Saul Leiter, Driver, 1950s
We are presenting, for the first time in this combination, works by renowned photographers Saul Leiter (*1923 Pittsburgh, Pennsylvania), Evelyn Hofer (*1922 Marburg a. d. Lahn - †2009 Mexico City) and Raghubir Singh (*1942 Jaipur, Indien - †1999 New York, USA). On display will be three early positions and perspectives of color photography – an american, european and indian view of the world united by the combined efforts for early color photography.
"What could be more natural, more ordinary than a color photograph? No one cared, of course, about the color picture in your wallet; it was the color photograph appearing on the wall of a gallery or art museum that caused the stir".
Kevin Moore in Starburst: Color Photography in America 1970 – 1980
Until the second half of the seventies exhibitions of color photography remained a rather rare occurence, it was the 1976 held exhibition Photographs by William Eggleston that brought change and public recognition for the colored prints. William Egglestons name, by now, is an almost everywhere accepted synonym for the genre of color photography . The question why it took color photography comparatively long to gain success can not be explained by technical developments, though. The explanation is rooted rather in the cultural expectations even the young medium of photography was confronted with. By the 1960s black and white photography, albeit art or documentary photography, already found its place in museums and galleries. The genre of documentary photography, by the way a whole different struggle concerning the topic of credibility in the art world, even began to enrich its modalities with subjectiveness while color photography still needed to look out for advocates.
The reasons for that seemed manifold, with black and white being considered much more respectfull due to ist medial abstractions whereas color photography appeared way too alluring and distant to the approaches of social documentation, being one of them. Too early happened the adoption of color photography by the advertising and entertainment industry to gain recognition among the public to become considered a serious art form. The photographers’ works collected in this exhibition defy these accusations and next to the photgraphs’ thematic subjects, the versatile usage of color – variant in style be it Leiter, Hofer or Singh, defeat any additional doubts.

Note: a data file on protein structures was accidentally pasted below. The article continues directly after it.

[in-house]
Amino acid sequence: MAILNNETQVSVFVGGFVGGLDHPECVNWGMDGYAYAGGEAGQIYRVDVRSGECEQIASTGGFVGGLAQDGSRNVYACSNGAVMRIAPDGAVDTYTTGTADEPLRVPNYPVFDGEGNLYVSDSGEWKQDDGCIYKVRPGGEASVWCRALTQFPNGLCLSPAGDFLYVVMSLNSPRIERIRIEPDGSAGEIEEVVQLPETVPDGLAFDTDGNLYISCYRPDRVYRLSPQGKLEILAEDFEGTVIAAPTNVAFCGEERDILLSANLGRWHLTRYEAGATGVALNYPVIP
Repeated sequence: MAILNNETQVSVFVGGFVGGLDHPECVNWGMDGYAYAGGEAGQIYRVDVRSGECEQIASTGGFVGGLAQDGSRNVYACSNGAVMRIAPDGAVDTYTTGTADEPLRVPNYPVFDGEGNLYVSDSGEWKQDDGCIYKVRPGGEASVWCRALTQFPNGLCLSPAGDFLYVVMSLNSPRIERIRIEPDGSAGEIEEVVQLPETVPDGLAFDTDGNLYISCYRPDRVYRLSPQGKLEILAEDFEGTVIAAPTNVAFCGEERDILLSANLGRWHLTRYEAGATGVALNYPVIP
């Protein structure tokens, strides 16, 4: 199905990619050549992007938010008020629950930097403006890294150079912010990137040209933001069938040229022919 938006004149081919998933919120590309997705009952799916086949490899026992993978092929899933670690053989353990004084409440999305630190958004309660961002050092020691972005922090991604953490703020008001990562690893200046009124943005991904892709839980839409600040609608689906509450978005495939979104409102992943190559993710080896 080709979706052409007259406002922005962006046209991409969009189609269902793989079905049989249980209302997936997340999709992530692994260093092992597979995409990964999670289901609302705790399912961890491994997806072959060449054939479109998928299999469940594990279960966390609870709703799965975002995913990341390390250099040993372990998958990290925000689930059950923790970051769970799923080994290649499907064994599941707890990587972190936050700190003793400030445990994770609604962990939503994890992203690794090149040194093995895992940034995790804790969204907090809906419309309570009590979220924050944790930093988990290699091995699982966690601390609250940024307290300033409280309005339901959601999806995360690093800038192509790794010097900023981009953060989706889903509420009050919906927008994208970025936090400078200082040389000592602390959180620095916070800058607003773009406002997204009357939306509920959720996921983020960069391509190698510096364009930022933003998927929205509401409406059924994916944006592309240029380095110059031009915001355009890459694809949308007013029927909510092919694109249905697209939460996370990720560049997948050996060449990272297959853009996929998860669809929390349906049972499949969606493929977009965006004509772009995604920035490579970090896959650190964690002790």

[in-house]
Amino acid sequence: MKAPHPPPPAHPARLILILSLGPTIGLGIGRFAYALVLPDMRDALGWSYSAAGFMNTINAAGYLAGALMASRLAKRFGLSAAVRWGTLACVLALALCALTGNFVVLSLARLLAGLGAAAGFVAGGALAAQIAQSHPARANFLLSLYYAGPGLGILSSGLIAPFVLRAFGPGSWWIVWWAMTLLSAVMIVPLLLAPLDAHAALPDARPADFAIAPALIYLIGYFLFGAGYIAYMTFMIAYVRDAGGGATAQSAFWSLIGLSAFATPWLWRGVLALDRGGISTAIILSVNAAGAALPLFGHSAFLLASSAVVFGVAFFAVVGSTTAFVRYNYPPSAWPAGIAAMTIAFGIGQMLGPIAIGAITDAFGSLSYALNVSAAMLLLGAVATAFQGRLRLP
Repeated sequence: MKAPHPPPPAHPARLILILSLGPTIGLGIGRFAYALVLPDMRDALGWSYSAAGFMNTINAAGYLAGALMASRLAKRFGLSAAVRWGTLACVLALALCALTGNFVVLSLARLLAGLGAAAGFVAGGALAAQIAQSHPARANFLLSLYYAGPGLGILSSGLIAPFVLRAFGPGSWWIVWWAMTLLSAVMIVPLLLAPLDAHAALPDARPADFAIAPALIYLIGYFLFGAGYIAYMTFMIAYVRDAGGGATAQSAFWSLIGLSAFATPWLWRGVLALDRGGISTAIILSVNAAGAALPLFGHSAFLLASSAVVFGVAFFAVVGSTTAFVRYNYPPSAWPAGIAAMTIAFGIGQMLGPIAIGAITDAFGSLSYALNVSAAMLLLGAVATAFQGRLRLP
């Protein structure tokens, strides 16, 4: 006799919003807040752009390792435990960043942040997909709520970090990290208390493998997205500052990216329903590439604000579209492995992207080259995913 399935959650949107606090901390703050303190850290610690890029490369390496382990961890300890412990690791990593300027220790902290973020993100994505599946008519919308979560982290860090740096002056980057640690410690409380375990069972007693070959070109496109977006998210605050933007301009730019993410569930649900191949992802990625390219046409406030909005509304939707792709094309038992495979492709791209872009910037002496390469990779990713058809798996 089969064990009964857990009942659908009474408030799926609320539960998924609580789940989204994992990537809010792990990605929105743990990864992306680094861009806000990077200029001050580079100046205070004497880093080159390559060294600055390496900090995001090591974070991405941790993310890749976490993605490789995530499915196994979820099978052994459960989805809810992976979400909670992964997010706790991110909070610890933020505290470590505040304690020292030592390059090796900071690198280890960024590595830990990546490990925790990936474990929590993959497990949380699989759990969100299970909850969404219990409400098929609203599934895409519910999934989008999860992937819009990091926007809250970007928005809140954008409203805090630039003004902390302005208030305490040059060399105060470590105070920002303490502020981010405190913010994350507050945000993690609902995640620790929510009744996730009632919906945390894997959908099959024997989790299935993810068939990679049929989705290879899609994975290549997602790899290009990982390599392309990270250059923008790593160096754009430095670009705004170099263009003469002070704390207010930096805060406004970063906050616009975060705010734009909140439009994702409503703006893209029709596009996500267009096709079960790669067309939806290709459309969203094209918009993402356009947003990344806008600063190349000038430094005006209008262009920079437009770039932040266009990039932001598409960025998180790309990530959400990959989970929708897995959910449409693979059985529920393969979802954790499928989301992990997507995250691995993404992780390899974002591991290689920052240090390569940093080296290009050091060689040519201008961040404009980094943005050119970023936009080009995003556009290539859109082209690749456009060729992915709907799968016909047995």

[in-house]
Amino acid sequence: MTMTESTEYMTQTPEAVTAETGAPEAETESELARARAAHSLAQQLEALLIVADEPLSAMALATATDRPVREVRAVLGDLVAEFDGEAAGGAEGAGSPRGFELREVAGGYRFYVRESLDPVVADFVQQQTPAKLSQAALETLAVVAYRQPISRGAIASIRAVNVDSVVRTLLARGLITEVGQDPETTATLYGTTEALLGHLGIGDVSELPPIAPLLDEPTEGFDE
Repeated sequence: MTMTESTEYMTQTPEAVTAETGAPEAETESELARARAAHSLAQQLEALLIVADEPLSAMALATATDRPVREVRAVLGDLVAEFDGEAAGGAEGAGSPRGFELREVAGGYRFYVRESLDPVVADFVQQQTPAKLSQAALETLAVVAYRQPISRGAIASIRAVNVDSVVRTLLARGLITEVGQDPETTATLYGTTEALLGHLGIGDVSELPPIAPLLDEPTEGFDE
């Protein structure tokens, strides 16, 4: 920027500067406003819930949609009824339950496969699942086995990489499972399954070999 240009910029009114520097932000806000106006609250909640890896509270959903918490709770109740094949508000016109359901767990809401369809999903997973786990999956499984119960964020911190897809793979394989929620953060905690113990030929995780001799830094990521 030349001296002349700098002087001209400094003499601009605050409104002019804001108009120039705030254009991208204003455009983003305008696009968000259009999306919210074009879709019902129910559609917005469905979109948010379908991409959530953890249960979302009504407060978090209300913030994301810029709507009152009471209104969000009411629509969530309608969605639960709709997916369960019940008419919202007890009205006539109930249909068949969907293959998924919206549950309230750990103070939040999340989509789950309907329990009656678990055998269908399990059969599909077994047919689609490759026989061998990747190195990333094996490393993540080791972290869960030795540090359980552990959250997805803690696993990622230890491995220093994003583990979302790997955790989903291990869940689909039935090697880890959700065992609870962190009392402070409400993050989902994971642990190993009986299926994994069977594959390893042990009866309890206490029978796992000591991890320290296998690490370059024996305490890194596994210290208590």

Saul Leiter transferred the aspect of photographys’ decisive moment to paintings timelessness, by incorporating urban scenery in multiple reflexions and layers that recreate space as an abstract plot. He describes it best himself: „Photography is often treated as the high point of reality. But they are rather tiny fragments of souvenirs taken from the imperfect world“. His background and roots in the fine arts might have to be taken into consideration concerning this statement. Different to his contemporaries like William Klein, Robert Frank or Helen Levitt, who today are genuinely considered street photographers, Leiter remains interested in the painterly principles of abstractions. Color film materials merely have given him the opportunity to combine fine arts formalasthetic principles of abstract expressionism with photography.
The work of Evelyn Hofer is much more a photographical position by classical standards. Her photographies are sober studies, compositions are well thought of sceneries and her approach is always clear and simple. The results are intimate portraits of each subject as well as object. Color, to Evelyn Hofer, is no ingredient that coincidentally made it in the frame but is instead part of the intended setting she seeked out to portray. Color is equally important and crucial to every shot she considers successful and sometimes the shots’ main character. Hofer is known for her portraits as well as her landscapes or urban scenes – she sought out not only motion but also stillness in life. Her technical proficiency was highly respected among fellow photographers and for many young photographers a post as her assistant meant being part of that wisdom. This made Evelyn Hofer a household name in the world of professional photography and earned her the nickname of „the most famous unknown photographer in America“. We are especially proud of being able to present and offer dye transfer prints executed and signed by Evelyn Hofer herself.
Raghubir Singh on the other hand is not on search for his motives and compositions, but meets them per chance on his ways. It’s not incidental that in his motherland he is know as the „indian Cartier-Bresson“. Since the 1960’s he travelled to visit all of Indias provinces and collected his impressions in publications that had great success all over the world. Because of his special and attentive way of viewing his surroundings he transforms mere documentary in lyrical essays. Color for him is no medium, but pure life. Color and life are equally important.
"The true indian artist is not able to ignore the blessing of color. We experience color as epiphany,... . When the monsoon rains begin and brown desert dust is transformed in lush browns and green, then the color „lariya“ makes its arrival in peoples clothes. The green and yellow hues shine in unity with nature... .In the summertime soft colors make the heat disappear... white is the color that unifies life and death.“
Photography without using color would have been impossible for Raghubir Singh.
Saul Leiter, Driver, 1950s